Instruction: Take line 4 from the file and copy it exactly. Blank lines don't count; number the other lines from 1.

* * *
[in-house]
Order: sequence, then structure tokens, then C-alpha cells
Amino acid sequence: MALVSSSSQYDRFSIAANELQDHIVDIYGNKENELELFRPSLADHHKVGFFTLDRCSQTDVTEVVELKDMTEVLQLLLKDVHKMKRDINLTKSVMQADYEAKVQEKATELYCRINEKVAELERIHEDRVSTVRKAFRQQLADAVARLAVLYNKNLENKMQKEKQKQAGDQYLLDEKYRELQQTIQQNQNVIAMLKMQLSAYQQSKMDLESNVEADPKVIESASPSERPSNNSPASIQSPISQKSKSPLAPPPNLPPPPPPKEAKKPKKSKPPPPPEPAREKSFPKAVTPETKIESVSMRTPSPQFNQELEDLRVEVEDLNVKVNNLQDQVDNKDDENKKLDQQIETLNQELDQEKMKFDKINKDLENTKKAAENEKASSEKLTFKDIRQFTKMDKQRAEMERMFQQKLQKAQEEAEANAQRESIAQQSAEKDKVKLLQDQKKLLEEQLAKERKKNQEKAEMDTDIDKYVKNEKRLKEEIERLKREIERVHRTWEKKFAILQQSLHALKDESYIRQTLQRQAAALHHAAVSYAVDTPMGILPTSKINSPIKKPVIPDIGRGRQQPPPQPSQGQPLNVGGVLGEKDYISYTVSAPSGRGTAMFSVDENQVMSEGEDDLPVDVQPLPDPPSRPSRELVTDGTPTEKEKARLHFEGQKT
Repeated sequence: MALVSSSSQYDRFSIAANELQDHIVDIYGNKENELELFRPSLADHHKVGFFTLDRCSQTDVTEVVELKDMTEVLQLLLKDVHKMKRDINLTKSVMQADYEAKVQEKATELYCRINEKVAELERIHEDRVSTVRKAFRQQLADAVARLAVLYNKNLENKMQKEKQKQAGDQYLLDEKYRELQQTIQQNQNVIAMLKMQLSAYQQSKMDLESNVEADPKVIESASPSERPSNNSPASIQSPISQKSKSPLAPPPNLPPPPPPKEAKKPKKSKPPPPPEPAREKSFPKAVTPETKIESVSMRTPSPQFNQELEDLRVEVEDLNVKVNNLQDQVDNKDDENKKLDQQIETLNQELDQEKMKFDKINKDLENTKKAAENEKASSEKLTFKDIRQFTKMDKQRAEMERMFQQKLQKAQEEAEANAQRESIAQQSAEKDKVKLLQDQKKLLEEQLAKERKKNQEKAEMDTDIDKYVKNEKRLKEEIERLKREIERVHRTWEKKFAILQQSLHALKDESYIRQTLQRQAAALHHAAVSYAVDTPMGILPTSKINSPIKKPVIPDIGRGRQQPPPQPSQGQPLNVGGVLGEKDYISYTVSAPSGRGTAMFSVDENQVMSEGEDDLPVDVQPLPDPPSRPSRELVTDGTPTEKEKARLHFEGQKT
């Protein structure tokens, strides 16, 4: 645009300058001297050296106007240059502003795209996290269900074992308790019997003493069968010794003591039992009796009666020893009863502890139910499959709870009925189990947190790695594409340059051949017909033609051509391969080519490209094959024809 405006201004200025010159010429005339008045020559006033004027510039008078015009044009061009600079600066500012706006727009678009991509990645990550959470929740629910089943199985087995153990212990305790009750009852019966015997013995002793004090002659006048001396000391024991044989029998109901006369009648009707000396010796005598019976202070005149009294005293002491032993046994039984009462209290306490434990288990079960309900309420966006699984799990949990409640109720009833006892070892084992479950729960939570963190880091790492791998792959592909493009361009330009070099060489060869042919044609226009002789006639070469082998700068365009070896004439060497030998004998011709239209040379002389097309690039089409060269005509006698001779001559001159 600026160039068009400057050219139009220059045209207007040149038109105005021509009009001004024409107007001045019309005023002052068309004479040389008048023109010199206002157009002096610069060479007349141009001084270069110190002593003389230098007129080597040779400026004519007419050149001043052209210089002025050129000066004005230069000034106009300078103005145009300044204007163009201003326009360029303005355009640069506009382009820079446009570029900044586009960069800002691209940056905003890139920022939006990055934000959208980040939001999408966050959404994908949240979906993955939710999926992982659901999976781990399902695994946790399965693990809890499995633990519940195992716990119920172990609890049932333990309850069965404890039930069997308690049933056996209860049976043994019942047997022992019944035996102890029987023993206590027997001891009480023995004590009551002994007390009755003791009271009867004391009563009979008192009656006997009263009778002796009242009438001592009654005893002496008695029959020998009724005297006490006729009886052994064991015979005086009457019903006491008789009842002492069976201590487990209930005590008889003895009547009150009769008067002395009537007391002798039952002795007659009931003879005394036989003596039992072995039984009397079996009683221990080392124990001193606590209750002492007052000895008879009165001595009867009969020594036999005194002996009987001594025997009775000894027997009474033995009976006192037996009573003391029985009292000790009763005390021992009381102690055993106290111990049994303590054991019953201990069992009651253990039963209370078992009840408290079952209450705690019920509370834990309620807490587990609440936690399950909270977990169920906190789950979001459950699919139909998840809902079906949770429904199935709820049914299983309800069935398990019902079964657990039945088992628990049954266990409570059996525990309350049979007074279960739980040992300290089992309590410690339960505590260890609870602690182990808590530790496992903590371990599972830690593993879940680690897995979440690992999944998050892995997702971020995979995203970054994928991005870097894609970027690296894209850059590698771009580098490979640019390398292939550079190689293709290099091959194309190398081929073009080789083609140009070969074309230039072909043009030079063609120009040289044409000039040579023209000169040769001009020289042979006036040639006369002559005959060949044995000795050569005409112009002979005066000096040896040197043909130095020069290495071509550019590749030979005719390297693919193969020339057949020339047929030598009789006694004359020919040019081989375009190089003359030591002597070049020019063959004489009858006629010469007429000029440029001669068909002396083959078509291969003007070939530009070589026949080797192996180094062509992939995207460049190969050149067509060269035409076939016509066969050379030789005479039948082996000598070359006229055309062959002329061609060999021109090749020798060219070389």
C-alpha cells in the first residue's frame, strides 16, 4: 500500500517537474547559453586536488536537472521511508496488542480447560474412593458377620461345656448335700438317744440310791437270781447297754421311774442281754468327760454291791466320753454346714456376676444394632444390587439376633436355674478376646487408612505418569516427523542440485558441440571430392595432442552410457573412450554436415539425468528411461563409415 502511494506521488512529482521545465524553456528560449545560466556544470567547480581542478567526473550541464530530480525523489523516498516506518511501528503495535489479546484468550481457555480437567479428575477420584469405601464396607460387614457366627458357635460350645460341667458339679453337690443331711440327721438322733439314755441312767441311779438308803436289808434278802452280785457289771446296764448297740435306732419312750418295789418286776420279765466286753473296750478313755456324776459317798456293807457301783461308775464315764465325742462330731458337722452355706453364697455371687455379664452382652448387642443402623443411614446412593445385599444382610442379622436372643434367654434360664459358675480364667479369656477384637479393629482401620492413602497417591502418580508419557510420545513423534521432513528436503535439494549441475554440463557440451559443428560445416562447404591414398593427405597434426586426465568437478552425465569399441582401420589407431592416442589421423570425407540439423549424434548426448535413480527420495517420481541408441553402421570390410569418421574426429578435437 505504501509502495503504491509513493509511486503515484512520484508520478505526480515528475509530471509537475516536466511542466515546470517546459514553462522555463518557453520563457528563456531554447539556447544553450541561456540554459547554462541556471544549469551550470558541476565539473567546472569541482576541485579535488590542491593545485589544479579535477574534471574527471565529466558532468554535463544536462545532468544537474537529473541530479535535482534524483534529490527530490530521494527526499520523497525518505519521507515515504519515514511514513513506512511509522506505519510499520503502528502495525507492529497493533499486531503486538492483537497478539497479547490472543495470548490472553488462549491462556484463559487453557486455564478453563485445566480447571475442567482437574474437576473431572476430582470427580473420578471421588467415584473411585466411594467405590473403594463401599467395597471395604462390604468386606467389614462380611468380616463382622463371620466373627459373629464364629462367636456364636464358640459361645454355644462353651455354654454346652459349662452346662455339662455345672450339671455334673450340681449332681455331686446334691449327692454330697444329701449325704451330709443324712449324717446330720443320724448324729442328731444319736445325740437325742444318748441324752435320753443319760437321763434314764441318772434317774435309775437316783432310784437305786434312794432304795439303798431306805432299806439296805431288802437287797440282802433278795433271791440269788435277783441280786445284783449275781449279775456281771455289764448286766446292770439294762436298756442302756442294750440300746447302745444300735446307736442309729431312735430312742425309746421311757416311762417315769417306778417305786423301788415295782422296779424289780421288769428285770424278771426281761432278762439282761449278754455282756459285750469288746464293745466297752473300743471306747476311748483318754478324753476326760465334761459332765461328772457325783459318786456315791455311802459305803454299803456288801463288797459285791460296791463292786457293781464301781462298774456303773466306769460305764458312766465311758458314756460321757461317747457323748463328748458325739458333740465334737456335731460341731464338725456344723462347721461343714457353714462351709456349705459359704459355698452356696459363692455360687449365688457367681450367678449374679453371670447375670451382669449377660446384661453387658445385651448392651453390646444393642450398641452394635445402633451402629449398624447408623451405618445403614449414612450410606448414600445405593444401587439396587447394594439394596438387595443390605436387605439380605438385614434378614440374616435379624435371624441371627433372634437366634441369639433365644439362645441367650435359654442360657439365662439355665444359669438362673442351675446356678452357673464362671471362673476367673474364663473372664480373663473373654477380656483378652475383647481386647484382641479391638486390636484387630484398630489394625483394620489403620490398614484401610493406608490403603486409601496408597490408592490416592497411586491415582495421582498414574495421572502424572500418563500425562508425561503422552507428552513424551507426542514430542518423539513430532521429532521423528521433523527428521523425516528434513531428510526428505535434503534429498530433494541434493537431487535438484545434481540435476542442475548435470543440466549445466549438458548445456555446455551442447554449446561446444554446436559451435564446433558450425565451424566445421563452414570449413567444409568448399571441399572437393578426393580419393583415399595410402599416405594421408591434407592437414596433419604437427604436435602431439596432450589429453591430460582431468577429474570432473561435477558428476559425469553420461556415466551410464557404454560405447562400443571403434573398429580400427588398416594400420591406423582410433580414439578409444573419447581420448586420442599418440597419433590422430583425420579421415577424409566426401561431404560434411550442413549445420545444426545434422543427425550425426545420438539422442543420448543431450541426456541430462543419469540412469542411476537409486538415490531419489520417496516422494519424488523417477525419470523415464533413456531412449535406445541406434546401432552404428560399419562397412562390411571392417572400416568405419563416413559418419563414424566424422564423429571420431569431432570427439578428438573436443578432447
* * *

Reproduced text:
Repeated sequence: MALVSSSSQYDRFSIAANELQDHIVDIYGNKENELELFRPSLADHHKVGFFTLDRCSQTDVTEVVELKDMTEVLQLLLKDVHKMKRDINLTKSVMQADYEAKVQEKATELYCRINEKVAELERIHEDRVSTVRKAFRQQLADAVARLAVLYNKNLENKMQKEKQKQAGDQYLLDEKYRELQQTIQQNQNVIAMLKMQLSAYQQSKMDLESNVEADPKVIESASPSERPSNNSPASIQSPISQKSKSPLAPPPNLPPPPPPKEAKKPKKSKPPPPPEPAREKSFPKAVTPETKIESVSMRTPSPQFNQELEDLRVEVEDLNVKVNNLQDQVDNKDDENKKLDQQIETLNQELDQEKMKFDKINKDLENTKKAAENEKASSEKLTFKDIRQFTKMDKQRAEMERMFQQKLQKAQEEAEANAQRESIAQQSAEKDKVKLLQDQKKLLEEQLAKERKKNQEKAEMDTDIDKYVKNEKRLKEEIERLKREIERVHRTWEKKFAILQQSLHALKDESYIRQTLQRQAAALHHAAVSYAVDTPMGILPTSKINSPIKKPVIPDIGRGRQQPPPQPSQGQPLNVGGVLGEKDYISYTVSAPSGRGTAMFSVDENQVMSEGEDDLPVDVQPLPDPPSRPSRELVTDGTPTEKEKARLHFEGQKT